by BoardGameGeek reviewer EndersGame
But how about we learn some other activities that we can use our playing cards for? Some of the "how to" videos below will teach you essential skills that everyone should learn how to do, like shuffling cards properly. Others will teach you less common skills, like throwing playing cards, which you can use to impress your friends or family. All of them are easily learned and mastered.
So without further ado, let's get started with some "how to" tutorial videos that will help us acquire new skills with our playing cards!
1. How to throw a playing card
2. How to build a house of cards
Bryan's technique is no secret, and he teaches it openly in some tutorial videos. The key to success is that instead of building with the usual pyramid or triangle shape, you use a grid-like structure based on square shapes. This makes for a much stronger and more reliable house of cards, is easy to learn, and you'll be heading for the ceiling in no time.
What to learn more? See my article: Stacking card houses with world record holder Bryan Berg
3. How to do a riffle shuffle and bridge
There are different ways to shuffle cards, but the two most popular methods are the overhand shuffle and the riffle shuffle. Each involves different techniques, and has different advantages. The overhand shuffle is the most common method, and is what most people learn first. It's practical and fast, but it does keep groups of cards together, and magicians take advantage of this to use it to control individual cards while shuffling. The riffle shuffle is more elegant and sophisticated by weaving cards together, and is the kind of shuffle associated with card games and casinos. When done in the hands it can be finished off by letting the two interwoven packets purr satisfyingly together in what is called a "bridge". It will instantly make you look like a professional, and is worth the minimal effort required to learn it.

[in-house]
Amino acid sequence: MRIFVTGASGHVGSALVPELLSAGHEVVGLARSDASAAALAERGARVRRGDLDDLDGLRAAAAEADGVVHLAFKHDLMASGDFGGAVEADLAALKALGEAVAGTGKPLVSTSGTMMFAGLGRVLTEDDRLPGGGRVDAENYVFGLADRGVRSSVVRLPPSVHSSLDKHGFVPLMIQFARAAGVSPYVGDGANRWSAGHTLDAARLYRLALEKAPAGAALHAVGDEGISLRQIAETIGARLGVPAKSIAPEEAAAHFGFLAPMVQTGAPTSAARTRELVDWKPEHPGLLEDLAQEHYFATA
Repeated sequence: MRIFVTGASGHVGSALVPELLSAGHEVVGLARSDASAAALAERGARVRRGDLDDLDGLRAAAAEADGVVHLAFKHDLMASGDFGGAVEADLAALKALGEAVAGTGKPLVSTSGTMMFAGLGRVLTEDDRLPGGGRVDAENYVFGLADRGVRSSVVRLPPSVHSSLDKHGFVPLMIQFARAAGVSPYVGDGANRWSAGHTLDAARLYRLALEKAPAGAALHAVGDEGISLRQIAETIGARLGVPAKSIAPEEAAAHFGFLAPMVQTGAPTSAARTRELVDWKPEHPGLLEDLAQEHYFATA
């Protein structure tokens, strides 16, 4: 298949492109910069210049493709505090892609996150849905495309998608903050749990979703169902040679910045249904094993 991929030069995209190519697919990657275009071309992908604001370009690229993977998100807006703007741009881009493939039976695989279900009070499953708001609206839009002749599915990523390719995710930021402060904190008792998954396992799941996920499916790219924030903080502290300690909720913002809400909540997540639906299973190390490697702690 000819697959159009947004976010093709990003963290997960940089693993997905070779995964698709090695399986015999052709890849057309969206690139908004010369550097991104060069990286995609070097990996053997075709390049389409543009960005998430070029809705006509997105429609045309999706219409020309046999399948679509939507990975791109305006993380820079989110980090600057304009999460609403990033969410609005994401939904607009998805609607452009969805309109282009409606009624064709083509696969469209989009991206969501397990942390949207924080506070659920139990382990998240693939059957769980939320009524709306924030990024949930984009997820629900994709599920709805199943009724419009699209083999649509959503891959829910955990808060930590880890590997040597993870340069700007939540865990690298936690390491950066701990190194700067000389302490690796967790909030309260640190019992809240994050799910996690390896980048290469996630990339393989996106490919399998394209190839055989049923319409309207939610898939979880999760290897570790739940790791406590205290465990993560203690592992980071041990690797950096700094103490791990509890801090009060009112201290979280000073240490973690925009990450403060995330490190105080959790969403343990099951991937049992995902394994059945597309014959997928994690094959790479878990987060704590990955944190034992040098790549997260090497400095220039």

4. How to do a card trick
"Gemini Twins" is a true gem among self-working card tricks. It was popularized after it appeared in one of Karl Fulves' books on self-working card magic, and numerous variations exist. You remove two prediction cards face-down from a shuffled deck, and these are used twice to mark the place where your spectator deals from the deck and stops at any point where they wish. When the deck is spread face up, the two prediction cards amazingly turn out to match in colour and value to the exact cards that your spectator stopped at. Despite a simple method that is easy to learn and perform, this is a very strong magic effect.
5. How to do a card flourish
The good news is that there's no right or wrong way to approach cardistry, because you can learn whatever you want. So you have complete freedom to explore whatever suits your preferences and taste. Even so it's good to start by mastering the basics and have somewhat of a graduated approach. Don't focus on rushing things, but try to perform the moves smoothly. And keep practicing, because cardistry is perfect for doing "fiddle moves" while you're watching a movie or waiting for a bus. In this instructional video Chris Ramsay will teach you three basic packet cuts: the swing cut, the swivel cut, and the rotation cut. While the rotation cut is a bit more finicky, you'll master the first two in no time, and you'll be surprised how rewarding it is to do these whenever you have a deck in your hands!
What to learn more? See my article: Top moves and flourishes for complete beginners in cardistry
6. How to play the GOPS card game
It's called GOPS, which is an acronym for "Game Of Pure Strategy", to reflect the fact that there's no luck. But don't go thinking that this is a brain-burner, because it's not that kind of game at all. Instead, it's all about bluffing. Here's the basic concept: You're trying to win the 13 Diamonds cards, which are point cards corresponding to their value. They're shuffled and then revealed one at a time. Players each get an entire suit as their hand (Clubs or Spades), and simultaneously play a card of their choice, with the revealed point card going to the highest played card. The player who wins the most point cards wins the game. The tutorial video will teach you the game in just two minutes, and it's far more fun than you might think!